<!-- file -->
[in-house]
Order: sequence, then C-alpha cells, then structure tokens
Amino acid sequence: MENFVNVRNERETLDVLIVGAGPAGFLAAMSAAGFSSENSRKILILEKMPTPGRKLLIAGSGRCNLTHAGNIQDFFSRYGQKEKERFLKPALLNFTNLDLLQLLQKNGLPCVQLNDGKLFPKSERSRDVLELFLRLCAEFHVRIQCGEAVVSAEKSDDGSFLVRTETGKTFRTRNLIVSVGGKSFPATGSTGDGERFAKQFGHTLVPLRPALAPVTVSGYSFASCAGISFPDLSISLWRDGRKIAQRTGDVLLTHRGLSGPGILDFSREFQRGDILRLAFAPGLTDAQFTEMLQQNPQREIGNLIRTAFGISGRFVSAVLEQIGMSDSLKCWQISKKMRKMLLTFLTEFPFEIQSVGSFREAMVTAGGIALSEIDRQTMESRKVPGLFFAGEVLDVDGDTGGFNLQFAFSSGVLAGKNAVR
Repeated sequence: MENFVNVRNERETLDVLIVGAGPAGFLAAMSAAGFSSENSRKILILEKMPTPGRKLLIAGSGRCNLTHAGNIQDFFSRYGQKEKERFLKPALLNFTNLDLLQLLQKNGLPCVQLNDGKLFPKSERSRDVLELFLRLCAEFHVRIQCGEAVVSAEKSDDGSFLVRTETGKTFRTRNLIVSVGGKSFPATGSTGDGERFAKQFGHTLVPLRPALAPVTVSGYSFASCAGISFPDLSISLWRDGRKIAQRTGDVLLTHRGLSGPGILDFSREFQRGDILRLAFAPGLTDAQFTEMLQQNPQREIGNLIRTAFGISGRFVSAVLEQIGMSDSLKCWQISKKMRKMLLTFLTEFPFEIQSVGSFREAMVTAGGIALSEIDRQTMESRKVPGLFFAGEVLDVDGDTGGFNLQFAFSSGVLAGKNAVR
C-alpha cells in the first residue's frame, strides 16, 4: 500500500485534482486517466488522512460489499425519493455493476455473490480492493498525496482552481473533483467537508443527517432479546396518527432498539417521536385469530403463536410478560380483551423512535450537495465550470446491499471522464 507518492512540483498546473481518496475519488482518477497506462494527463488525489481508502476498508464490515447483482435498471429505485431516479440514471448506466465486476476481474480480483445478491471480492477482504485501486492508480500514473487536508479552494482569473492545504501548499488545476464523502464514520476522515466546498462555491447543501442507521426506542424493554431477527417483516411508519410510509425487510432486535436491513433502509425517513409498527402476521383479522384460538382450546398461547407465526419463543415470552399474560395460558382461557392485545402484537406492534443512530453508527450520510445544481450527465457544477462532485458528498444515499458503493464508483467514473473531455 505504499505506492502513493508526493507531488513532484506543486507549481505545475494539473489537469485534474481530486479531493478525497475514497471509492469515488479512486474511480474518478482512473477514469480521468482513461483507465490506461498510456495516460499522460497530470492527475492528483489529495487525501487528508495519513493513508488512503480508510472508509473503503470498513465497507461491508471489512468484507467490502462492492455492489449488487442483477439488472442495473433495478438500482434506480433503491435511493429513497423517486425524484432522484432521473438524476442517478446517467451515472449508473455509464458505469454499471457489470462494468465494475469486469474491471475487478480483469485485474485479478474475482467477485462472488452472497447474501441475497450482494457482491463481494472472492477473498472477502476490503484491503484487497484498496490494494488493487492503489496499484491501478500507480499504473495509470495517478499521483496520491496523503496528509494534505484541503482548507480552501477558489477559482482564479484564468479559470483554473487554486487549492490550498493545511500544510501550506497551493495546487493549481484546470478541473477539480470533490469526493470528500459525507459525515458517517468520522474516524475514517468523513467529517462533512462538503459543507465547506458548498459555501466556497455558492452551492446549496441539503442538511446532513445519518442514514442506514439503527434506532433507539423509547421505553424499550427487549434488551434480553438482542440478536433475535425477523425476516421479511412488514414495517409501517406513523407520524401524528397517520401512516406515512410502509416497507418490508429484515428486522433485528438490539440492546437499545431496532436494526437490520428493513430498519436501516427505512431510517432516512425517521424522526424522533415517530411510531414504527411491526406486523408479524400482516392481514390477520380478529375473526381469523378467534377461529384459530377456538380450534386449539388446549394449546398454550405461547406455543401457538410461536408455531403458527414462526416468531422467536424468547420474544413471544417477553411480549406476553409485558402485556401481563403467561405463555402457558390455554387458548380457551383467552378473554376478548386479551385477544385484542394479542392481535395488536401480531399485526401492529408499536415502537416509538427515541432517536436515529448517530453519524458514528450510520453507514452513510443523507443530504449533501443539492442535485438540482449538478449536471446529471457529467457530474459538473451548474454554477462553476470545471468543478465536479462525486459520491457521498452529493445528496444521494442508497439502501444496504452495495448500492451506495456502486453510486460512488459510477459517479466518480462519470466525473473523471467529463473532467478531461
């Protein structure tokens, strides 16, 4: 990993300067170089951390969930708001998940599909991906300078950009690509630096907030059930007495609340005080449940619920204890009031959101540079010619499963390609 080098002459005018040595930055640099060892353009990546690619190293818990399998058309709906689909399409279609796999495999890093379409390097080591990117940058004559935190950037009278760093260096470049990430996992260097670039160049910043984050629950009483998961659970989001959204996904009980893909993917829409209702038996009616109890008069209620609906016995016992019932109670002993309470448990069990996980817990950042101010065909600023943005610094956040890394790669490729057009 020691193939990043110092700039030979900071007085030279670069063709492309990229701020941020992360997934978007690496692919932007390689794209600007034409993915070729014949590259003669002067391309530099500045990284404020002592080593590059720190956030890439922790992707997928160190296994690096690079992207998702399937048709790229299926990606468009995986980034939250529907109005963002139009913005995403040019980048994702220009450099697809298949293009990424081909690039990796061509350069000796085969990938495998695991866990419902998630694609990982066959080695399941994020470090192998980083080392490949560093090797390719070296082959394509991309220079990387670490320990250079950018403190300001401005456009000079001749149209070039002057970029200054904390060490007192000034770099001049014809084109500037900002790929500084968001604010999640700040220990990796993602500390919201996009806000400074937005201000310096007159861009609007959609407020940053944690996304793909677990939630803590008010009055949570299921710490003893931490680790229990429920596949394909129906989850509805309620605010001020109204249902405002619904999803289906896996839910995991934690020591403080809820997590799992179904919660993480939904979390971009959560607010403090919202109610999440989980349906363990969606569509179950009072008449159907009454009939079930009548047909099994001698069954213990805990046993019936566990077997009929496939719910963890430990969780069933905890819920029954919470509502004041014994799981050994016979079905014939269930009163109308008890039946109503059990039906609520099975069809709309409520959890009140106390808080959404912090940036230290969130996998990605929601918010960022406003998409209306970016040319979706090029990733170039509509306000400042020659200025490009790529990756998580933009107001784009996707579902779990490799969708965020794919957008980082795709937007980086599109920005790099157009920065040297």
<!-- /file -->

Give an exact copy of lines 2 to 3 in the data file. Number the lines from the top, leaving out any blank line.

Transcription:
Order: sequence, then C-alpha cells, then structure tokens
Amino acid sequence: MENFVNVRNERETLDVLIVGAGPAGFLAAMSAAGFSSENSRKILILEKMPTPGRKLLIAGSGRCNLTHAGNIQDFFSRYGQKEKERFLKPALLNFTNLDLLQLLQKNGLPCVQLNDGKLFPKSERSRDVLELFLRLCAEFHVRIQCGEAVVSAEKSDDGSFLVRTETGKTFRTRNLIVSVGGKSFPATGSTGDGERFAKQFGHTLVPLRPALAPVTVSGYSFASCAGISFPDLSISLWRDGRKIAQRTGDVLLTHRGLSGPGILDFSREFQRGDILRLAFAPGLTDAQFTEMLQQNPQREIGNLIRTAFGISGRFVSAVLEQIGMSDSLKCWQISKKMRKMLLTFLTEFPFEIQSVGSFREAMVTAGGIALSEIDRQTMESRKVPGLFFAGEVLDVDGDTGGFNLQFAFSSGVLAGKNAVR